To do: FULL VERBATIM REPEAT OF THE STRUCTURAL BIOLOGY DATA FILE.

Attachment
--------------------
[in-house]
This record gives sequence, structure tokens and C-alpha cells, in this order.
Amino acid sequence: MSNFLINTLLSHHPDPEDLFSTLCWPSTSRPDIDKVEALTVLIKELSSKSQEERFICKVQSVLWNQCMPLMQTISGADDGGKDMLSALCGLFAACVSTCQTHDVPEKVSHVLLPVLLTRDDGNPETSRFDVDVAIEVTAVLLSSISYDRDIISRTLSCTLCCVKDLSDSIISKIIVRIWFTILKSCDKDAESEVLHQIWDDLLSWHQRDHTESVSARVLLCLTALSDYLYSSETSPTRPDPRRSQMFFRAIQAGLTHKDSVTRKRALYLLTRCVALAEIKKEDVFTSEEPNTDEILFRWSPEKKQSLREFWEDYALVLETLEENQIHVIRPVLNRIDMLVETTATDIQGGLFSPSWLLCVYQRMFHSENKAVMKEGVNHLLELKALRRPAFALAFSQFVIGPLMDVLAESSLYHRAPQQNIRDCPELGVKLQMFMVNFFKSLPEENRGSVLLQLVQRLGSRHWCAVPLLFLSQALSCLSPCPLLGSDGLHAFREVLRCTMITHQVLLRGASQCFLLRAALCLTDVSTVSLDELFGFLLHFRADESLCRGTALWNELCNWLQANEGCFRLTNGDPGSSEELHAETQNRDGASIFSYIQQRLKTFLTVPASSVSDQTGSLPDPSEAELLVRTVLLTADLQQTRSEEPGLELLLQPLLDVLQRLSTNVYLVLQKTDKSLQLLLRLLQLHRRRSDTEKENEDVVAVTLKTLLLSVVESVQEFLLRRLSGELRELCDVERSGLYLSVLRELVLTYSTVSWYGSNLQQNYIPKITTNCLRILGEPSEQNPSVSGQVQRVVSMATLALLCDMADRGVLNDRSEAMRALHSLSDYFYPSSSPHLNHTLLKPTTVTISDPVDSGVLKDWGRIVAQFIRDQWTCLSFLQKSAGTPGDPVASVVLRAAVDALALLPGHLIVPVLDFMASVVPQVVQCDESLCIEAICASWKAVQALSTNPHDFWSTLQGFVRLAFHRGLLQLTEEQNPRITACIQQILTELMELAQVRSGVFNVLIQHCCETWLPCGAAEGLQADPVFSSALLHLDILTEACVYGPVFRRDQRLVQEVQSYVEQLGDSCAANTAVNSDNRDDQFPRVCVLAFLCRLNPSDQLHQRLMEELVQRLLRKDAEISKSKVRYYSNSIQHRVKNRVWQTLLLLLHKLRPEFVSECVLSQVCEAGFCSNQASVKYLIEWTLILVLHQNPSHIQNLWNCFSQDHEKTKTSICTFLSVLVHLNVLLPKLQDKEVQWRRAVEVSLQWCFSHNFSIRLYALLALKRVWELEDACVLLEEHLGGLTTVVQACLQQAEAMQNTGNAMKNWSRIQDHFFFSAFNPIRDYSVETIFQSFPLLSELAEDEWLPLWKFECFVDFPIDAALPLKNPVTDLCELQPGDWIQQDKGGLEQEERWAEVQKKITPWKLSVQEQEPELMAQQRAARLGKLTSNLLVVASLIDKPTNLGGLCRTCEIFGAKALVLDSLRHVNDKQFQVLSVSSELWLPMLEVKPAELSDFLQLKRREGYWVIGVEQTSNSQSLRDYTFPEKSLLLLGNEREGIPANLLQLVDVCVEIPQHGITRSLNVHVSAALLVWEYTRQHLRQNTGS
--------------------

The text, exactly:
[in-house]
This record gives sequence, structure tokens and C-alpha cells, in this order.
Amino acid sequence: MSNFLINTLLSHHPDPEDLFSTLCWPSTSRPDIDKVEALTVLIKELSSKSQEERFICKVQSVLWNQCMPLMQTISGADDGGKDMLSALCGLFAACVSTCQTHDVPEKVSHVLLPVLLTRDDGNPETSRFDVDVAIEVTAVLLSSISYDRDIISRTLSCTLCCVKDLSDSIISKIIVRIWFTILKSCDKDAESEVLHQIWDDLLSWHQRDHTESVSARVLLCLTALSDYLYSSETSPTRPDPRRSQMFFRAIQAGLTHKDSVTRKRALYLLTRCVALAEIKKEDVFTSEEPNTDEILFRWSPEKKQSLREFWEDYALVLETLEENQIHVIRPVLNRIDMLVETTATDIQGGLFSPSWLLCVYQRMFHSENKAVMKEGVNHLLELKALRRPAFALAFSQFVIGPLMDVLAESSLYHRAPQQNIRDCPELGVKLQMFMVNFFKSLPEENRGSVLLQLVQRLGSRHWCAVPLLFLSQALSCLSPCPLLGSDGLHAFREVLRCTMITHQVLLRGASQCFLLRAALCLTDVSTVSLDELFGFLLHFRADESLCRGTALWNELCNWLQANEGCFRLTNGDPGSSEELHAETQNRDGASIFSYIQQRLKTFLTVPASSVSDQTGSLPDPSEAELLVRTVLLTADLQQTRSEEPGLELLLQPLLDVLQRLSTNVYLVLQKTDKSLQLLLRLLQLHRRRSDTEKENEDVVAVTLKTLLLSVVESVQEFLLRRLSGELRELCDVERSGLYLSVLRELVLTYSTVSWYGSNLQQNYIPKITTNCLRILGEPSEQNPSVSGQVQRVVSMATLALLCDMADRGVLNDRSEAMRALHSLSDYFYPSSSPHLNHTLLKPTTVTISDPVDSGVLKDWGRIVAQFIRDQWTCLSFLQKSAGTPGDPVASVVLRAAVDALALLPGHLIVPVLDFMASVVPQVVQCDESLCIEAICASWKAVQALSTNPHDFWSTLQGFVRLAFHRGLLQLTEEQNPRITACIQQILTELMELAQVRSGVFNVLIQHCCETWLPCGAAEGLQADPVFSSALLHLDILTEACVYGPVFRRDQRLVQEVQSYVEQLGDSCAANTAVNSDNRDDQFPRVCVLAFLCRLNPSDQLHQRLMEELVQRLLRKDAEISKSKVRYYSNSIQHRVKNRVWQTLLLLLHKLRPEFVSECVLSQVCEAGFCSNQASVKYLIEWTLILVLHQNPSHIQNLWNCFSQDHEKTKTSICTFLSVLVHLNVLLPKLQDKEVQWRRAVEVSLQWCFSHNFSIRLYALLALKRVWELEDACVLLEEHLGGLTTVVQACLQQAEAMQNTGNAMKNWSRIQDHFFFSAFNPIRDYSVETIFQSFPLLSELAEDEWLPLWKFECFVDFPIDAALPLKNPVTDLCELQPGDWIQQDKGGLEQEERWAEVQKKITPWKLSVQEQEPELMAQQRAARLGKLTSNLLVVASLIDKPTNLGGLCRTCEIFGAKALVLDSLRHVNDKQFQVLSVSSELWLPMLEVKPAELSDFLQLKRREGYWVIGVEQTSNSQSLRDYTFPEKSLLLLGNEREGIPANLLQLVDVCVEIPQHGITRSLNVHVSAALLVWEYTRQHLRQNTGS